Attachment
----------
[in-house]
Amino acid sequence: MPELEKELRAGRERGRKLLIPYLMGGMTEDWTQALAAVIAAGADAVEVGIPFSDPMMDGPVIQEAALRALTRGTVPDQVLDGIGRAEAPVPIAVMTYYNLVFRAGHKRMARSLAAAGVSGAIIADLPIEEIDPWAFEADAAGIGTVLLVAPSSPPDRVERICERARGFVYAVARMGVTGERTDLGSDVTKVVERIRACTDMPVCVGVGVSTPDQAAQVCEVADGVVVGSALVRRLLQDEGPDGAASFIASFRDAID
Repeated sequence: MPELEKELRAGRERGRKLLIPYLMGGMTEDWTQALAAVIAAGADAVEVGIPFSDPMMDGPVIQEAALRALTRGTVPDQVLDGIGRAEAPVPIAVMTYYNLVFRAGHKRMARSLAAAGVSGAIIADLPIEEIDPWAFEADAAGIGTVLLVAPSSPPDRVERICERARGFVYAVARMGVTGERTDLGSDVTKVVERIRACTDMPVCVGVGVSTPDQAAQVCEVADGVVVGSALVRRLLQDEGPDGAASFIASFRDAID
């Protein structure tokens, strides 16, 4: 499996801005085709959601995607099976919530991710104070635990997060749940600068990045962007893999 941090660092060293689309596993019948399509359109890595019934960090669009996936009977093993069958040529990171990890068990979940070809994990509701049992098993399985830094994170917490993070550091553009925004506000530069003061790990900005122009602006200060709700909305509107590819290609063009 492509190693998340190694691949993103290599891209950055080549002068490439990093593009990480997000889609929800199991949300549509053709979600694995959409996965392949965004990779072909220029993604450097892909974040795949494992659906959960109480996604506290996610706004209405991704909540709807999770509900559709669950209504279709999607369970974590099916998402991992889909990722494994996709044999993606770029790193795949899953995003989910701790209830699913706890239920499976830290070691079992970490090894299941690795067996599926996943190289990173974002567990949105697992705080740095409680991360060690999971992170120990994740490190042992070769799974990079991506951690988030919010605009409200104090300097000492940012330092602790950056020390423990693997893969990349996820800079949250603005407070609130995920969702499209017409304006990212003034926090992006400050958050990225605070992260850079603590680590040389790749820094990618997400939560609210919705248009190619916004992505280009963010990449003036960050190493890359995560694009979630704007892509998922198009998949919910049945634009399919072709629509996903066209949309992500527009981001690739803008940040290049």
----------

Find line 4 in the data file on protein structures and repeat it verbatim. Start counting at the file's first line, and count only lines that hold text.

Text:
């Protein structure tokens, strides 16, 4: 499996801005085709959601995607099976919530991710104070635990997060749940600068990045962007893999 941090660092060293689309596993019948399509359109890595019934960090669009996936009977093993069958040529990171990890068990979940070809994990509701049992098993399985830094994170917490993070550091553009925004506000530069003061790990900005122009602006200060709700909305509107590819290609063009 492509190693998340190694691949993103290599891209950055080549002068490439990093593009990480997000889609929800199991949300549509053709979600694995959409996965392949965004990779072909220029993604450097892909974040795949494992659906959960109480996604506290996610706004209405991704909540709807999770509900559709669950209504279709999607369970974590099916998402991992889909990722494994996709044999993606770029790193795949899953995003989910701790209830699913706890239920499976830290070691079992970490090894299941690795067996599926996943190289990173974002567990949105697992705080740095409680991360060690999971992170120990994740490190042992070769799974990079991506951690988030919010605009409200104090300097000492940012330092602790950056020390423990693997893969990349996820800079949250603005407070609130995920969702499209017409304006990212003034926090992006400050958050990225605070992260850079603590680590040389790749820094990618997400939560609210919705248009190619916004992505280009963010990449003036960050190493890359995560694009979630704007892509998922198009998949919910049945634009399919072709629509996903066209949309992500527009981001690739803008940040290049």